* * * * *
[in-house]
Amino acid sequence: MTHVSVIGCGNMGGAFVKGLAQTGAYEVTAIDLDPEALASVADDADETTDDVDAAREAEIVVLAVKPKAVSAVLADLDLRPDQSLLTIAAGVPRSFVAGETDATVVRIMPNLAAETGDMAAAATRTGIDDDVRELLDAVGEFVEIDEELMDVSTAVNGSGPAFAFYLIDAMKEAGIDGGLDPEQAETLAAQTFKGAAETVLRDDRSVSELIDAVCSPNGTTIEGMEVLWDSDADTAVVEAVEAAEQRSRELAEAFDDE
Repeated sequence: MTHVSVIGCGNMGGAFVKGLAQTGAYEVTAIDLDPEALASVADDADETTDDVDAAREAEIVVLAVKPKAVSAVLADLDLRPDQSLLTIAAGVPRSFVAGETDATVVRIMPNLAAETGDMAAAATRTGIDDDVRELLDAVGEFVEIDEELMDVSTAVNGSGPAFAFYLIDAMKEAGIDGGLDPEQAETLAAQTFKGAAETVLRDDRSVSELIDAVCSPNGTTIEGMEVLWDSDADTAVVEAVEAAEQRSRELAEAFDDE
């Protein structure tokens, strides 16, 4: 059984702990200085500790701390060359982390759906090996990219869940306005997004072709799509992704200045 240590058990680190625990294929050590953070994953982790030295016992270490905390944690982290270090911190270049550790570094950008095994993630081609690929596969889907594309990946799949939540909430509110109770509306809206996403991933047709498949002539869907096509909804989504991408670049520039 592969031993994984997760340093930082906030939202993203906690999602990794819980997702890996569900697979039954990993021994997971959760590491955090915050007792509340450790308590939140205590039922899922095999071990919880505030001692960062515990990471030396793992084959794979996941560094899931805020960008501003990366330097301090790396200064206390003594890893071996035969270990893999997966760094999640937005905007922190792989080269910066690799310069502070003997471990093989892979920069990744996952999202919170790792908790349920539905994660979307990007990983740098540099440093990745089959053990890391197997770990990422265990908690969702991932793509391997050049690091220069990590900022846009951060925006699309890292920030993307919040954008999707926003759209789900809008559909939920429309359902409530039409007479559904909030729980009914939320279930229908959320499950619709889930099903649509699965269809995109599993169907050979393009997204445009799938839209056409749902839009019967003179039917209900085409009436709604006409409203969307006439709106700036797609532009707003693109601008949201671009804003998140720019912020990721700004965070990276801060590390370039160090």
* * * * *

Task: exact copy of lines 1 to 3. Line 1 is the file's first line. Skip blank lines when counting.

[in-house]
Amino acid sequence: MTHVSVIGCGNMGGAFVKGLAQTGAYEVTAIDLDPEALASVADDADETTDDVDAAREAEIVVLAVKPKAVSAVLADLDLRPDQSLLTIAAGVPRSFVAGETDATVVRIMPNLAAETGDMAAAATRTGIDDDVRELLDAVGEFVEIDEELMDVSTAVNGSGPAFAFYLIDAMKEAGIDGGLDPEQAETLAAQTFKGAAETVLRDDRSVSELIDAVCSPNGTTIEGMEVLWDSDADTAVVEAVEAAEQRSRELAEAFDDE
Repeated sequence: MTHVSVIGCGNMGGAFVKGLAQTGAYEVTAIDLDPEALASVADDADETTDDVDAAREAEIVVLAVKPKAVSAVLADLDLRPDQSLLTIAAGVPRSFVAGETDATVVRIMPNLAAETGDMAAAATRTGIDDDVRELLDAVGEFVEIDEELMDVSTAVNGSGPAFAFYLIDAMKEAGIDGGLDPEQAETLAAQTFKGAAETVLRDDRSVSELIDAVCSPNGTTIEGMEVLWDSDADTAVVEAVEAAEQRSRELAEAFDDE